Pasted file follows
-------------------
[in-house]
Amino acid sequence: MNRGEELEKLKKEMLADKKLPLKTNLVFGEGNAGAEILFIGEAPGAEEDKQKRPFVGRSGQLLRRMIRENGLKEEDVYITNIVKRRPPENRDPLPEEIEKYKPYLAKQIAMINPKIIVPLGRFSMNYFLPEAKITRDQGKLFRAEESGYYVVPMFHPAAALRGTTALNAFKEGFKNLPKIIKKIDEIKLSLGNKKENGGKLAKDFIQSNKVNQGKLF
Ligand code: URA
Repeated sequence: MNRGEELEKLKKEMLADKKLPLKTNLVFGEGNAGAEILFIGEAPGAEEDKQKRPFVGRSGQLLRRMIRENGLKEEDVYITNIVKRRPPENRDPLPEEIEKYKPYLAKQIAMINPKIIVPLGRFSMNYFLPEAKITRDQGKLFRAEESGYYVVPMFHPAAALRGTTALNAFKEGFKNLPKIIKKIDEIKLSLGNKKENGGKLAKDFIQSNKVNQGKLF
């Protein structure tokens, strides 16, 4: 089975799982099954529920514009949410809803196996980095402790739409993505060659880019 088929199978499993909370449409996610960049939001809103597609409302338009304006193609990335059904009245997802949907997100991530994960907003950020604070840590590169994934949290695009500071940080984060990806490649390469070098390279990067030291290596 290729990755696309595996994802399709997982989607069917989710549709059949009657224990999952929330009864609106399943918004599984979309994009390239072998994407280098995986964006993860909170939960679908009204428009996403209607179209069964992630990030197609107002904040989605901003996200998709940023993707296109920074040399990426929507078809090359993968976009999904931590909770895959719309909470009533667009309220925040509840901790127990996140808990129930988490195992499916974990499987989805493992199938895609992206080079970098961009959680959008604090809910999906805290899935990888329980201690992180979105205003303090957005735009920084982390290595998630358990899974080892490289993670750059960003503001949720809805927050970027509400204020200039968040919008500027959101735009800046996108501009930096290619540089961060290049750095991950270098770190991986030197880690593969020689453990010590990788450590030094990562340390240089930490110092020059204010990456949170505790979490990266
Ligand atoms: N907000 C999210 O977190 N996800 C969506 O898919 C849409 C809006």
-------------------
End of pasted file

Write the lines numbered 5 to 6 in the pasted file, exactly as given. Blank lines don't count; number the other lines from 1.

């Protein structure tokens, strides 16, 4: 089975799982099954529920514009949410809803196996980095402790739409993505060659880019 088929199978499993909370449409996610960049939001809103597609409302338009304006193609990335059904009245997802949907997100991530994960907003950020604070840590590169994934949290695009500071940080984060990806490649390469070098390279990067030291290596 290729990755696309595996994802399709997982989607069917989710549709059949009657224990999952929330009864609106399943918004599984979309994009390239072998994407280098995986964006993860909170939960679908009204428009996403209607179209069964992630990030197609107002904040989605901003996200998709940023993707296109920074040399990426929507078809090359993968976009999904931590909770895959719309909470009533667009309220925040509840901790127990996140808990129930988490195992499916974990499987989805493992199938895609992206080079970098961009959680959008604090809910999906805290899935990888329980201690992180979105205003303090957005735009920084982390290595998630358990899974080892490289993670750059960003503001949720809805927050970027509400204020200039968040919008500027959101735009800046996108501009930096290619540089961060290049750095991950270098770190991986030197880690593969020689453990010590990788450590030094990562340390240089930490110092020059204010990456949170505790979490990266
Ligand atoms: N907000 C999210 O977190 N996800 C969506 O898919 C849409 C809006």